“The educators saw how we create a community both in the classroom and in the JCC. They saw how Judaism is woven into the curriculum,” said Ora Cohen Rosenfeld, director of the Sondra and Howard Bender Early Childhood Center. “[They] asked really good questions and shared meaningfully with us. Gosia and Olga told us that everything they saw was new and fascinating.”
Visiting educators observed classes, student meetings, and parent meetings. They met with expert teachers such as pedagogistas and atelieristas, specialized educators who work with educators to implement the Reggio approach to teaching. Mara Bier, an early childhood specialist and consultant, directed the educational immersion in conjunction with SOS International. Before retiring, she was the director of all Greater Washington-area early childhood centers on behalf of Federation.
The Morim participants also visited several area institutions, including Temple Emanuel, The Rose and George Teller Preschool of Shaare Tefila, the Jewish Federation of Greater Washington, and Berman Hebrew Academy.
At Temple Rodef Shalom Nursery School in Falls Church, Virginia, Fran Pfeffer showed the Morim participants how hands-on the Reggio curriculum is. Pfeffer, who recently retired as the school’s director and helped compose the school’s curriculum and physical environment, explained how the school, including its unique natural playground, was designed to provoke learning, and how the physical environment is the “third teacher” in the classroom. Describing the Morim participants, Pfeffer said, “each morah was interested and enthusiastic and wanted to learn.”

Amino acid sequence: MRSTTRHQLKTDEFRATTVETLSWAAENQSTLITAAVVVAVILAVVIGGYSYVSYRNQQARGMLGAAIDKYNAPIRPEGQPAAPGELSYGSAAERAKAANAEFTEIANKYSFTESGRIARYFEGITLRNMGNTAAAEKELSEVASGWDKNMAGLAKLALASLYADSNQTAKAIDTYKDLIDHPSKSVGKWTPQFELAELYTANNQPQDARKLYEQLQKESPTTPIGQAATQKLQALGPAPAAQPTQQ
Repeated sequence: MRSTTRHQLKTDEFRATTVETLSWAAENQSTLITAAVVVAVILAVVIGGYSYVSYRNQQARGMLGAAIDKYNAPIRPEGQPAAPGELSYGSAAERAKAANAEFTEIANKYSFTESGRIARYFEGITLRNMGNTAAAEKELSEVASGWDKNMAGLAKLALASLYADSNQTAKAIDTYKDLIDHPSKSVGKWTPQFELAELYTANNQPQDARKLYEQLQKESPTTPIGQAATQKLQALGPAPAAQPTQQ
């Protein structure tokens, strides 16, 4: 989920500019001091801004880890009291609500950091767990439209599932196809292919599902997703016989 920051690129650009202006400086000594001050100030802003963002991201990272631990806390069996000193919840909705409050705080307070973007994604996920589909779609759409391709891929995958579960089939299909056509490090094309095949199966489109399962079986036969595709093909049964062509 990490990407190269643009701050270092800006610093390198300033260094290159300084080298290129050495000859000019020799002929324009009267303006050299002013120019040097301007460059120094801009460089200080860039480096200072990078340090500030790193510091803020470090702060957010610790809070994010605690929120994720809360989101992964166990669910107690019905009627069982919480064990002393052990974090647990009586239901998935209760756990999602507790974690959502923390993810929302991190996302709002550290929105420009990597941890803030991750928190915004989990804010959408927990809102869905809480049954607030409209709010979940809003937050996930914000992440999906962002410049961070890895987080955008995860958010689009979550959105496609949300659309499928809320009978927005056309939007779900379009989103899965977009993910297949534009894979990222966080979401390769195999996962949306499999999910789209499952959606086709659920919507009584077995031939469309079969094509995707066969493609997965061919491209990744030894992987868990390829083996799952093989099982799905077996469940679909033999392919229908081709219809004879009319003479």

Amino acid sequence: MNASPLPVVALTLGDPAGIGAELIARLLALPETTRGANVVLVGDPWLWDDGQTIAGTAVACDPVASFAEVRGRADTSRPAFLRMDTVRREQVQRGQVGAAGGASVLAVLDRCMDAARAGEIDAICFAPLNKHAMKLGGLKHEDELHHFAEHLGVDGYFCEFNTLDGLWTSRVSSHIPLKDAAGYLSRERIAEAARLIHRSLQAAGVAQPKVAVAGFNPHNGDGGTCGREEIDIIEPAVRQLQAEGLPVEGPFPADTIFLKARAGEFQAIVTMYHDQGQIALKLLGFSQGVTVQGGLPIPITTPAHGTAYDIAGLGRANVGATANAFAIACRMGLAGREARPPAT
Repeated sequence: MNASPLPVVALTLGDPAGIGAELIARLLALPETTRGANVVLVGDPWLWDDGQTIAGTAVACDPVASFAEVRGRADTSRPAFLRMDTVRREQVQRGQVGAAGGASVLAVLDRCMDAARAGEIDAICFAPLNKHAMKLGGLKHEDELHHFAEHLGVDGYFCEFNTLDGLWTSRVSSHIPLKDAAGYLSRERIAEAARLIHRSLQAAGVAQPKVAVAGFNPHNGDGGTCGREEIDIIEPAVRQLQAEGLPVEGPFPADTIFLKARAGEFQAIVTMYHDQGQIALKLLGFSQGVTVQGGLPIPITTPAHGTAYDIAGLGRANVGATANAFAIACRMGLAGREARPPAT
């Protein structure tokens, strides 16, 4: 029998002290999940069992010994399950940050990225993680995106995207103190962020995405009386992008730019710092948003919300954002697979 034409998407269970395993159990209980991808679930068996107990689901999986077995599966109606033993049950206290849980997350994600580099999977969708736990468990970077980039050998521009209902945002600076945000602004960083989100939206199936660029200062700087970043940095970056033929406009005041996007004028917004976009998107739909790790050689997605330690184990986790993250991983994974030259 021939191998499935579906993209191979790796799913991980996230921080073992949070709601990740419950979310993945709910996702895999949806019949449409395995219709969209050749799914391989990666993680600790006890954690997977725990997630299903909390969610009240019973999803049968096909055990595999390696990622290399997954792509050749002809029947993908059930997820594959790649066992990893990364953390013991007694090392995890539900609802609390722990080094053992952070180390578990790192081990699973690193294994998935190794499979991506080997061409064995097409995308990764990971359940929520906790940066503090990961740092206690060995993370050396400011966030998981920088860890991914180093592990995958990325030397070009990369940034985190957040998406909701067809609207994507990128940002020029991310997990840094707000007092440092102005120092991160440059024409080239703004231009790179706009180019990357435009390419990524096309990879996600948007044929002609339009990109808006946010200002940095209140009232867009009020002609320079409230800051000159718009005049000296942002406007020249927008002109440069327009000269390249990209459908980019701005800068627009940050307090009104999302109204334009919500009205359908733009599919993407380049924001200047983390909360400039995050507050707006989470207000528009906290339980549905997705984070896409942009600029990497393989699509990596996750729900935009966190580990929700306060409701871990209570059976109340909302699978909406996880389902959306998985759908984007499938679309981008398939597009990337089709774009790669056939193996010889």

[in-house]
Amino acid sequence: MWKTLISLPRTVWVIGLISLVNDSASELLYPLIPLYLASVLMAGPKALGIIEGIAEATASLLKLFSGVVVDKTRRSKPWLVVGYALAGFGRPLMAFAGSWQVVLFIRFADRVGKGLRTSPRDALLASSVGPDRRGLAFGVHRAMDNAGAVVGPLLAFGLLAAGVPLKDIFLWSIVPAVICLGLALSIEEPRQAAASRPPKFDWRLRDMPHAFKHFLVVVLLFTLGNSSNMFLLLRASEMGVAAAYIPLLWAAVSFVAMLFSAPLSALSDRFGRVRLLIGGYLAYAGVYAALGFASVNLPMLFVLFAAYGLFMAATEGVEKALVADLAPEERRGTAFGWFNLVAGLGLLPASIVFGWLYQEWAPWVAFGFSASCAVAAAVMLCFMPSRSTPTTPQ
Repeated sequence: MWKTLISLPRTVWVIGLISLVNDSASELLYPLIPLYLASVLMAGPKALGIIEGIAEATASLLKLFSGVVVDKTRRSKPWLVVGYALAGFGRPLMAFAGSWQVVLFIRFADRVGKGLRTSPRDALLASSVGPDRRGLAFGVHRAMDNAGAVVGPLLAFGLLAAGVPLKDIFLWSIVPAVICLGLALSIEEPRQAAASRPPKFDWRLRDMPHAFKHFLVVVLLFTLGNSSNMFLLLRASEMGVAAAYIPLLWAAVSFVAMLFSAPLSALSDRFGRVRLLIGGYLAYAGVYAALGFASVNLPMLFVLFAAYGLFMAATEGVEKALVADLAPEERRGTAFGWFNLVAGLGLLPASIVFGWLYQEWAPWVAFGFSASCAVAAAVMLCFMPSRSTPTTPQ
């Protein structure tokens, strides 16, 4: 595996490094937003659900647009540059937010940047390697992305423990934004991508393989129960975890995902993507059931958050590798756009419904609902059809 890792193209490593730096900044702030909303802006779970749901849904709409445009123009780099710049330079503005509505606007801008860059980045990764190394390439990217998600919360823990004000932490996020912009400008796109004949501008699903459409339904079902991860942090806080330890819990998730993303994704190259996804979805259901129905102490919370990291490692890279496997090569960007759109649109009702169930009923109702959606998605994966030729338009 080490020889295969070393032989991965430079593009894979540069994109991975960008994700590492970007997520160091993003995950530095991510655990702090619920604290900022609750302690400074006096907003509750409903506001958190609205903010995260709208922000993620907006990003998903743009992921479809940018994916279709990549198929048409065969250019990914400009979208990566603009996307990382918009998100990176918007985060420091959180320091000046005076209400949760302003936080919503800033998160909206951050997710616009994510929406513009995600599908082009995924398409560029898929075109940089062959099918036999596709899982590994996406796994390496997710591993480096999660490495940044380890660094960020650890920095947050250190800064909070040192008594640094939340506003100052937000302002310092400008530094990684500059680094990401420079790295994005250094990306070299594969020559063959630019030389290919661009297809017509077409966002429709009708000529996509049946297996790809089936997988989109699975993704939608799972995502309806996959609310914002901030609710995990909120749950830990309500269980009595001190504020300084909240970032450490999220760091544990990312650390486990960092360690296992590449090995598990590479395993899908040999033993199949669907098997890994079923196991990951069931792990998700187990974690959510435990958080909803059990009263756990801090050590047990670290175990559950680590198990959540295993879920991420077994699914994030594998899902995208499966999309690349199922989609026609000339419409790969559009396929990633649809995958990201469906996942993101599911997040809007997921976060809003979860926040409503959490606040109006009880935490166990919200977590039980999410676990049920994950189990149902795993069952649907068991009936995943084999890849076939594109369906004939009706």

Reflection and Rebuilding
SOS International’s program emphasizes the intentionality and background that frame the practice of teaching. “One might think that school is about creating a curriculum that molds the student into a good Jew and a good citizen. But it’s so much more complicated than this,” Golda explained. “The Reggio educational philosophy teaches that each child has his or her own path. Community and belonging are essential for a child to find her way.”
Reflection is an important part of the Morim experience, giving educators the opportunity to process how what they’ve seen applies to their schools back home. For Cameron, that meant rethinking what it means to be a teacher.
“Reggio believes that teaching starts within,” she said. “First, the teacher must ask herself, ‘who am I and what am I here to teach?’ The teacher then asks what does the child need in order to learn and what are the needs of his family and community? Ultimately teaching is not about inculcating, it’s about connecting.”
Alan Reinitz agreed. “We bring the teachers to America and offer them an array of powerful teaching tools, a delicious pedagogical smorgasbord … They bite into this smorgasbord and find what excites, stimulates, and energizes them,” he said. After 10 intense days, the Morim participants returned home to implement what they learned.
“No other Jewish organization does what we’re doing,” Reinitz concluded. “We’re helping Jewish communities in Europe rebuild from the ashes. Our donors realize that the future of Jewish Europe begins with the children. These teachers … are creating a future for these children.”
To find out more about each educator’s journey, read their blogs at www.sosintl.org/ec-morim-project-2017/. Learn more about SOS International at www.sosintl.org.
By Ariel Levi